Friday, December 20, 2019

This and That

Most of my blog posts are about a single topic related to Intermediate Physics for Medicine and Biology, but today’s post consists of a dozen brief notes. Read to the end for your Christmas gift.
  1. Previously in this blog, I’ve mentioned the website That site no longer exists, but was replaced by a page dedicated to medical physics on the Physics World website. Former medicalphysicsweb editor Tami Freeman is still in charge, and the new site is useful for instructors and students using IPMB. I get updates by email.
  2. I taught my Biological Physics class (PHY 3250) this fall at Oakland University, and videos of the class meetings are posted on Youtube. The quality is poor; often the blackboard is difficult to read. But if you want to see how I teach the first half of IPMB, take a look.
  3. On the Wednesday before Thanksgiving, my class played Trivial Pursuit IPMB. The students had fun and earned extra credit. Earlier this year my wife and I bought two Trivial Pursuit games—complete with game boards and pieces—at a garage sale for a couple dollars, so I was able to accommodate twelve students. You can download the questions at the IPMB homepage
  4. In 2012 I wrote about the website iBioMagazine. I no longer can find it, but I believe the website iBiology is related to it. I recommend iBiology for physics students trying to improve their knowledge of biology.
  5. Today The Rise of Skywalker opens. It’s the final episode in the Star Wars trilogy of trilogies. I remember watching the first Star Wars movie as a teenager in 1977; I can’t wait to see the latest.
  6. From the Oakland University campus you can see the Headquarters and Tech Center of Fiat Chrysler Automobiles. This fall the folks at Chrysler introduced a new advertising blitz called the Dodge Horsepower Challenge. Each week they presented a new physics problem about cars, and those who answered correctly were entered in a drawing for a 2019 Dodge Challenger SRT Hellcat Redeye. They needed a physicist to review their problems and solutions, and somehow I got the job. You can find the problems on Youtube, presented by a colorful wrestler named Goldberg.
  7. Lately I’ve been republishing these blog posts on Oddly, among my most popular stories on Medium is the one about the Fourier series of the cotangent. It has over 160 reads while others that I think are better have just a handful.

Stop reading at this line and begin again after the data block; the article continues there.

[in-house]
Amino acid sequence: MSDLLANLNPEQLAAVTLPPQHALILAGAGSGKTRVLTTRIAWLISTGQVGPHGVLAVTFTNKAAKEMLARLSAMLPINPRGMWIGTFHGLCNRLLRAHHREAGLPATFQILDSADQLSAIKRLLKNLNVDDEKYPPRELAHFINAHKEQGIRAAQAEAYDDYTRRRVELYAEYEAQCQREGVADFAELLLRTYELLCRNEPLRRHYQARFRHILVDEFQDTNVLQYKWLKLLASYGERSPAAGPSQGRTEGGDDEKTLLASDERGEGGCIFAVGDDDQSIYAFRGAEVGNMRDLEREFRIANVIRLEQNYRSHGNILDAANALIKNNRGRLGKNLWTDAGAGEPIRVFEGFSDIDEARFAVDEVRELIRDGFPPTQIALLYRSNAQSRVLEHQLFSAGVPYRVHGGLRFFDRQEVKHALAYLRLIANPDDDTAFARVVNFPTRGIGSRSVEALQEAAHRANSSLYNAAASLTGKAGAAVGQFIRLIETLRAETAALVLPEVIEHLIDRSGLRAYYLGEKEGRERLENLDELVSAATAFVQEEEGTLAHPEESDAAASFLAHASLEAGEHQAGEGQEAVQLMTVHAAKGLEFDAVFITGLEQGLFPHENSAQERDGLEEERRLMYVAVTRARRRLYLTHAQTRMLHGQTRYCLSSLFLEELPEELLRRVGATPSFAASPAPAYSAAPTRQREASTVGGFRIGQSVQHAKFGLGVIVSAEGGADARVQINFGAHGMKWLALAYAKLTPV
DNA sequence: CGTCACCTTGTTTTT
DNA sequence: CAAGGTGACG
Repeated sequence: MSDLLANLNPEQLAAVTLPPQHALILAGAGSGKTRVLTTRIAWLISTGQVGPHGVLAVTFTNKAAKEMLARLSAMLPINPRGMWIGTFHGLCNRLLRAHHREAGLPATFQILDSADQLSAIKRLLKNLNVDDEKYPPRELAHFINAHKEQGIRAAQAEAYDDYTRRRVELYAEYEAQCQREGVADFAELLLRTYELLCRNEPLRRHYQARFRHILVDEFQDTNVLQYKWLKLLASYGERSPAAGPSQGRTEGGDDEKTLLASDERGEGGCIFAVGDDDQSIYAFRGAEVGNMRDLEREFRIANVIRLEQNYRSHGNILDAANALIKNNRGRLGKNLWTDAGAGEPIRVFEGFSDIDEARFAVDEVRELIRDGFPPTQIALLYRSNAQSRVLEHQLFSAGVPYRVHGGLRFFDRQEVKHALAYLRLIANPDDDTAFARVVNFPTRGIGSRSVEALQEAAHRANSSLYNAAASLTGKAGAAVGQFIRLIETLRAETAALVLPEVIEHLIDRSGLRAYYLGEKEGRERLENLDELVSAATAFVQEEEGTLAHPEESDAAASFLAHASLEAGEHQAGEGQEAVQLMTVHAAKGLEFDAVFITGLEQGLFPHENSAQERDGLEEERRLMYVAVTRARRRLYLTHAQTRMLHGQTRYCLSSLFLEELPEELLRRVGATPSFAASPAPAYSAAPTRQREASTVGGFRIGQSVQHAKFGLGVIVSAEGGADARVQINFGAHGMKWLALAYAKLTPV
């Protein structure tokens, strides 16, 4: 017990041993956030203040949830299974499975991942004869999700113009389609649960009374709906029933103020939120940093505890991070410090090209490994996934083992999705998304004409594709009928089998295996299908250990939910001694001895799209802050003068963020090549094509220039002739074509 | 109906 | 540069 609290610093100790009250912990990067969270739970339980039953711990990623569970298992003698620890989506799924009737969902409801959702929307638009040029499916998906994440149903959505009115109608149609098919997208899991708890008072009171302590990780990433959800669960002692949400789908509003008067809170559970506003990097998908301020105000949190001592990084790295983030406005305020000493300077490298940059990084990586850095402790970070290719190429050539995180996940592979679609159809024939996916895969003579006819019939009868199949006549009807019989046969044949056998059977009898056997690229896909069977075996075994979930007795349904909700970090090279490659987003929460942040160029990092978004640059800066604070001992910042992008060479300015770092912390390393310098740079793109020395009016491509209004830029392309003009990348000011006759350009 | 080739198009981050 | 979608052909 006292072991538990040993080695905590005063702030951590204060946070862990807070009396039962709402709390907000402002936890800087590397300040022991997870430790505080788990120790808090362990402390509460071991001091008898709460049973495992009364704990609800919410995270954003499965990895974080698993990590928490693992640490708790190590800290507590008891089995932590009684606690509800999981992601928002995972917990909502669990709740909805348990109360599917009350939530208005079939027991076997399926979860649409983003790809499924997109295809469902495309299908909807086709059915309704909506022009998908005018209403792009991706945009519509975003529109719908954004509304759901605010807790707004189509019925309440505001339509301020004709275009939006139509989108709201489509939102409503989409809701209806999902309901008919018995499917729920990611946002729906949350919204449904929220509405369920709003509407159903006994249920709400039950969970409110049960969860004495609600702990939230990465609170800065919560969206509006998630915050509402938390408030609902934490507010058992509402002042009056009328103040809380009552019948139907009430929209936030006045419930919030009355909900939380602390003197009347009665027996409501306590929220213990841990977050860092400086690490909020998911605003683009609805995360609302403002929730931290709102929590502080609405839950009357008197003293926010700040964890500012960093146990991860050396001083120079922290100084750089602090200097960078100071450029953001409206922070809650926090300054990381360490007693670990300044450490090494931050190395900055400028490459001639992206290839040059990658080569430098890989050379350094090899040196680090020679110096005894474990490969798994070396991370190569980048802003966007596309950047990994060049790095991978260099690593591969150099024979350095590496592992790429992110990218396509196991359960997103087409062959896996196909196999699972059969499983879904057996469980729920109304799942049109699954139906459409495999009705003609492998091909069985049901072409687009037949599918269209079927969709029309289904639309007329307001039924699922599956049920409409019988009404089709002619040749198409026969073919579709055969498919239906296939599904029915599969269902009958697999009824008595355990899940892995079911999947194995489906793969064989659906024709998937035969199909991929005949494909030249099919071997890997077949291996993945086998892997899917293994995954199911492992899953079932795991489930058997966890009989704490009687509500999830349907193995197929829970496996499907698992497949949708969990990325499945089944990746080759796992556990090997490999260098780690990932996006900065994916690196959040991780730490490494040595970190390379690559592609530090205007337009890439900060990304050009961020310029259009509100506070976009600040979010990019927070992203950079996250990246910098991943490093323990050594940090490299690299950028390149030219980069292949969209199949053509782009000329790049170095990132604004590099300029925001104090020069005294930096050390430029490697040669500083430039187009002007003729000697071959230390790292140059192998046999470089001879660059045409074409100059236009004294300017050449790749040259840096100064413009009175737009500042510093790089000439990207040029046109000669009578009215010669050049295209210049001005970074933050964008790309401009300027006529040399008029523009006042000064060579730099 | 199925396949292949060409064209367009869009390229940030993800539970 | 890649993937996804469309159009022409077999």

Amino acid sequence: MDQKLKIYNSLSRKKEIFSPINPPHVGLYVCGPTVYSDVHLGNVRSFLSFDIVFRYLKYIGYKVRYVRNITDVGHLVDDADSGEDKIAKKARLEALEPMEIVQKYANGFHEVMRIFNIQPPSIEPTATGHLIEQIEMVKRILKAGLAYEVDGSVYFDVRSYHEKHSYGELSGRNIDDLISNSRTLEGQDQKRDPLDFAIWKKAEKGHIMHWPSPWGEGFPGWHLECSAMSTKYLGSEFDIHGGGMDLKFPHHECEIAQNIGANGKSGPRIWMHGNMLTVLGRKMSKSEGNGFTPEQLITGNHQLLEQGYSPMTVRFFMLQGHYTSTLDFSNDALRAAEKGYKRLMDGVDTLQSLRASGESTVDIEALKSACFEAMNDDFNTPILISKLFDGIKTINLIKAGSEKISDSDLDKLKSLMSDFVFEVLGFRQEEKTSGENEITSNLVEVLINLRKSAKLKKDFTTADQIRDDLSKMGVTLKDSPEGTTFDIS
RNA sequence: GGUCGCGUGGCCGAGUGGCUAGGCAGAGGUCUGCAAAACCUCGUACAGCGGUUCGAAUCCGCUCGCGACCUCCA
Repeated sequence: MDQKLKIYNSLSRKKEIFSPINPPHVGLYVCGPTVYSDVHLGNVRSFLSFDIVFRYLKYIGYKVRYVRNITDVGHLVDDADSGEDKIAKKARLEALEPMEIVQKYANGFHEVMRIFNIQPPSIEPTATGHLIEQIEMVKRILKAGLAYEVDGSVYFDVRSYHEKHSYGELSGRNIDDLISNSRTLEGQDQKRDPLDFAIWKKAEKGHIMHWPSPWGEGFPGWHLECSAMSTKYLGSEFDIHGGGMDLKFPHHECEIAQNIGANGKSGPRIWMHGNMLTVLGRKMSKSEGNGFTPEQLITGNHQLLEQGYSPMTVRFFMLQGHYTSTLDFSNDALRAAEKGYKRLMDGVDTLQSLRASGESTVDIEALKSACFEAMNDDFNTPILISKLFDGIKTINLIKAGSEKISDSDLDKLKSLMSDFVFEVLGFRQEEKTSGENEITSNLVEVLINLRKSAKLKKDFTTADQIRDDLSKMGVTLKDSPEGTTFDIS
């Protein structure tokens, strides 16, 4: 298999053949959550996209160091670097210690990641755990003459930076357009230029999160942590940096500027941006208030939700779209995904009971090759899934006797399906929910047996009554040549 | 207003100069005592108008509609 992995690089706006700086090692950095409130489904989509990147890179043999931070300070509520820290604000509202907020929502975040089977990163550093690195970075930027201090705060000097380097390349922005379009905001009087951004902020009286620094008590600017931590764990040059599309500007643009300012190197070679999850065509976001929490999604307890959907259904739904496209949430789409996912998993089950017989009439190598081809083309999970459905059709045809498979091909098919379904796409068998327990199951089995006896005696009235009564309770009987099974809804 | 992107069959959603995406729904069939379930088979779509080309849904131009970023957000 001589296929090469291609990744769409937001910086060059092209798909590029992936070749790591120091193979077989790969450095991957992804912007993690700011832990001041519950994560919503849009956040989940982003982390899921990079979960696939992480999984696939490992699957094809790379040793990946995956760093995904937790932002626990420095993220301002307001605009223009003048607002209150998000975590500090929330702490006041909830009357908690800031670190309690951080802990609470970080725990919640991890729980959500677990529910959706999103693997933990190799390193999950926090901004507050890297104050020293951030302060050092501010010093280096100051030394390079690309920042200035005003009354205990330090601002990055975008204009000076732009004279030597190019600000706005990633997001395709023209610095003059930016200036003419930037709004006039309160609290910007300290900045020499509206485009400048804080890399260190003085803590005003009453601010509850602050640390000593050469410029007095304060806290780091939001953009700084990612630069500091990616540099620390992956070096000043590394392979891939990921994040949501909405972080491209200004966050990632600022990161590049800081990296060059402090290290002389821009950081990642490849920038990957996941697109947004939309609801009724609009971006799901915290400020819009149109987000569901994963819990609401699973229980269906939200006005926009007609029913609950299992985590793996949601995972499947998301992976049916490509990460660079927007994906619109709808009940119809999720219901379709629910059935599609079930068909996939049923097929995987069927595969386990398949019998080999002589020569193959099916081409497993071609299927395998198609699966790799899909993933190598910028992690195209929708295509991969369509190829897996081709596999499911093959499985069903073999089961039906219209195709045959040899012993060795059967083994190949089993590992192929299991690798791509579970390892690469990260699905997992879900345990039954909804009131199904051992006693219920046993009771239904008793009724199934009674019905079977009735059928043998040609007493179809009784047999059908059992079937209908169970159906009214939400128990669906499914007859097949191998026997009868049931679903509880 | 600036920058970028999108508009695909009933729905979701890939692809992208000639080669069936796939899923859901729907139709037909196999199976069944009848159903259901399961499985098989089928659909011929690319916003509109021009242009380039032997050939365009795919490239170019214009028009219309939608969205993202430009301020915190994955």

8. The Blogger software keeps its own statistics, and claims that my most popular post is about Frank Netter, with over 6000 page views. I think its popularity has to do with Search Engine Optimization.
  9. The IPMB Facebook page now has over 200 members. Thanks everyone, and let’s try to finish 2020 with 220.
  10. Regular readers know that my two favorite authors are Isaac Asimov and Charles Dickens. Recently I’ve discovered another: P. G. Wodehouse. His books about Bertie Wooster and Jeeves are hilarious, and a joy to read.
  11. If you want to know what books I’m reading, you can follow my Goodreads account. Often books in the category Read More Science become subjects of blog posts.
  12. Finally, here’s your Christmas present. Last year Oakland University Professor Andrea Eis organized an event—called Encountering the Rare Book—to highlight the OU Kresge Library’s special collections. I was one of the faculty members Andrea asked to select a book from the collection and write a brief essay about it. I chose A Christmas Carol and my essay is below. A Merry Christmas to you all.
I read A Christmas Carol every December, so I was delighted to find a first edition of Charles Dickens’ classic novella in the Rare Book Collection of Kresge Library. I never tire of Dickens’ “ghostly little book.” I love his language, humor, and wonderfully drawn characters.

I enjoy the Ghosts of Christmas Past and Present best; the Ghost of Christmas Yet to Come frightens me. One of my favorite scenes is when Scrooge’s nephew Fred and the Ghost of Christmas Present collude with Topper to catch Fred’s sister-in-law (the plump one with the lace tucker) during a game of blind man’s bluff. I’m a cheapskate focused on my work, so I have a certain sympathy for Ebenezer. I read the book each year as a reminder to not become a “tight-fisted hand at the grindstone.”

All of us in higher education ought to recall the words of the Ghost of Christmas Present at the end of Stave 3, as he revealed two wretched children hidden in his robes: “This boy is Ignorance. This girl is Want. Beware them both…but most of all beware this boy.”

I sometimes wonder if I should have been born a Victorian. I love their physics—Faraday, Maxwell, and Kelvin are my heroes—as well as their literature. A Christmas Carol was published in 1843, the same year that James Joule measured the mechanical equivalent of heat, George Stokes analyzed incompressible fluids, and Ada Lovelace wrote the first computer program. Holding a first edition in your hands connects you to that time; as if Dickens, like Marley’s Ghost, “sat invisible beside you.” The library’s copy has lovely illustrations, which at that time had to be painstakingly hand-colored.

I intend to continue reading A Christmas Carol each year, with the hope that I, like Scrooge, can “become as good a friend, as good a master, and as good a man, as the good old city knew.”
Ecountering the Rare Book, an exhibition celebrating the Special Collections in Kresge Library at Oakland University, organized by Andrea Eis, superimposed on Intermediate Physics for Medicine and Biology.
Encountering the Rare Book, an exhibition celebrating
the Special Collections in Kresge Library at
Oakland University, organized by Andrea Eis.

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